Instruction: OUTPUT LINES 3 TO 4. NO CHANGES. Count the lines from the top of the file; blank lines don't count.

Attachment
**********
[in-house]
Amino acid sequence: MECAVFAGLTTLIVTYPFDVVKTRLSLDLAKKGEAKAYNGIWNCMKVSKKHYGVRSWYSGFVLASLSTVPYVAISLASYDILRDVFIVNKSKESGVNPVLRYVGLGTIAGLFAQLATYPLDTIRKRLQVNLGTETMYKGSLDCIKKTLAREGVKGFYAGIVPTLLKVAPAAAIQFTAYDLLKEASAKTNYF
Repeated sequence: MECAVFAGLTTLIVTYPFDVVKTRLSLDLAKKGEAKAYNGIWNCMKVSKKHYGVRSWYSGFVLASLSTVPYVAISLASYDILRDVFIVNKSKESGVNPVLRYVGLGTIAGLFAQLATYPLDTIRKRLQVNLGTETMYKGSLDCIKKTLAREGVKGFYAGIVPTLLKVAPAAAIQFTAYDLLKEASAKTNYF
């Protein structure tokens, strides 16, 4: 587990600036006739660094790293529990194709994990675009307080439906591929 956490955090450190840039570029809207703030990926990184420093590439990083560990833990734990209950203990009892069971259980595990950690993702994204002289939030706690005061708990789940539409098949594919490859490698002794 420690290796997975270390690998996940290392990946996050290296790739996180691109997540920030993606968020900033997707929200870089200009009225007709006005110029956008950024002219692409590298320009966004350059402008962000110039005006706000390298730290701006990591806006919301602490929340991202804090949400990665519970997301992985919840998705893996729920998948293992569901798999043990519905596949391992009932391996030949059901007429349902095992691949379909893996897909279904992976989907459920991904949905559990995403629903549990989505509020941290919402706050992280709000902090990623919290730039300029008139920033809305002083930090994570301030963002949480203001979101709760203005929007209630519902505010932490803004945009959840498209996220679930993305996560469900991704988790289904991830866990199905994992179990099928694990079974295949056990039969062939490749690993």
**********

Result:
Repeated sequence: MECAVFAGLTTLIVTYPFDVVKTRLSLDLAKKGEAKAYNGIWNCMKVSKKHYGVRSWYSGFVLASLSTVPYVAISLASYDILRDVFIVNKSKESGVNPVLRYVGLGTIAGLFAQLATYPLDTIRKRLQVNLGTETMYKGSLDCIKKTLAREGVKGFYAGIVPTLLKVAPAAAIQFTAYDLLKEASAKTNYF
């Protein structure tokens, strides 16, 4: 587990600036006739660094790293529990194709994990675009307080439906591929 956490955090450190840039570029809207703030990926990184420093590439990083560990833990734990209950203990009892069971259980595990950690993702994204002289939030706690005061708990789940539409098949594919490859490698002794 420690290796997975270390690998996940290392990946996050290296790739996180691109997540920030993606968020900033997707929200870089200009009225007709006005110029956008950024002219692409590298320009966004350059402008962000110039005006706000390298730290701006990591806006919301602490929340991202804090949400990665519970997301992985919840998705893996729920998948293992569901798999043990519905596949391992009932391996030949059901007429349902095992691949379909893996897909279904992976989907459920991904949905559990995403629903549990989505509020941290919402706050992280709000902090990623919290730039300029008139920033809305002083930090994570301030963002949480203001979101709760203005929007209630519902505010932490803004945009959840498209996220679930993305996560469900991704988790289904991830866990199905994992179990099928694990079974295949056990039969062939490749690993």